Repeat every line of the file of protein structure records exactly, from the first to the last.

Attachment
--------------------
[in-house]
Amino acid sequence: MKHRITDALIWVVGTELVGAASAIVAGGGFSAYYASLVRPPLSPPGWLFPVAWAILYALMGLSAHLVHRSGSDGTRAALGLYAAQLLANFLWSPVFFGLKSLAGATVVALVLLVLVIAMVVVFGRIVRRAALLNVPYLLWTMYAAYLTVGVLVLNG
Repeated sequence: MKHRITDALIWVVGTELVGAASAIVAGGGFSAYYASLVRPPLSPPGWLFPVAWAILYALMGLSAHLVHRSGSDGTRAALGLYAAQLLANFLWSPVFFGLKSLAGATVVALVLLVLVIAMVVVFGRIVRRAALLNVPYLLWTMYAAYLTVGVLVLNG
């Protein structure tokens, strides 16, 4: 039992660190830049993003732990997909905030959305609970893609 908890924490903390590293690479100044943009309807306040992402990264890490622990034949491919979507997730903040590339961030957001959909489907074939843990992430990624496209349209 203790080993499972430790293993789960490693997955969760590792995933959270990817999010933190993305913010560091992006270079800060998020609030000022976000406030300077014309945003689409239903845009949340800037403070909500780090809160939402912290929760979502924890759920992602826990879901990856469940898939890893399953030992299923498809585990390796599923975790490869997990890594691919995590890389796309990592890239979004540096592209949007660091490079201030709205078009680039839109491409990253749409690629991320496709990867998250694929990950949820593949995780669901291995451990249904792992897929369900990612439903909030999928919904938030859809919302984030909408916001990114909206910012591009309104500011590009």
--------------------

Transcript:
[in-house]
Amino acid sequence: MKHRITDALIWVVGTELVGAASAIVAGGGFSAYYASLVRPPLSPPGWLFPVAWAILYALMGLSAHLVHRSGSDGTRAALGLYAAQLLANFLWSPVFFGLKSLAGATVVALVLLVLVIAMVVVFGRIVRRAALLNVPYLLWTMYAAYLTVGVLVLNG
Repeated sequence: MKHRITDALIWVVGTELVGAASAIVAGGGFSAYYASLVRPPLSPPGWLFPVAWAILYALMGLSAHLVHRSGSDGTRAALGLYAAQLLANFLWSPVFFGLKSLAGATVVALVLLVLVIAMVVVFGRIVRRAALLNVPYLLWTMYAAYLTVGVLVLNG
């Protein structure tokens, strides 16, 4: 039992660190830049993003732990997909905030959305609970893609 908890924490903390590293690479100044943009309807306040992402990264890490622990034949491919979507997730903040590339961030957001959909489907074939843990992430990624496209349209 203790080993499972430790293993789960490693997955969760590792995933959270990817999010933190993305913010560091992006270079800060998020609030000022976000406030300077014309945003689409239903845009949340800037403070909500780090809160939402912290929760979502924890759920992602826990879901990856469940898939890893399953030992299923498809585990390796599923975790490869997990890594691919995590890389796309990592890239979004540096592209949007660091490079201030709205078009680039839109491409990253749409690629991320496709990867998250694929990950949820593949995780669901291995451990249904792992897929369900990612439903909030999928919904938030859809919302984030909408916001990114909206910012591009309104500011590009």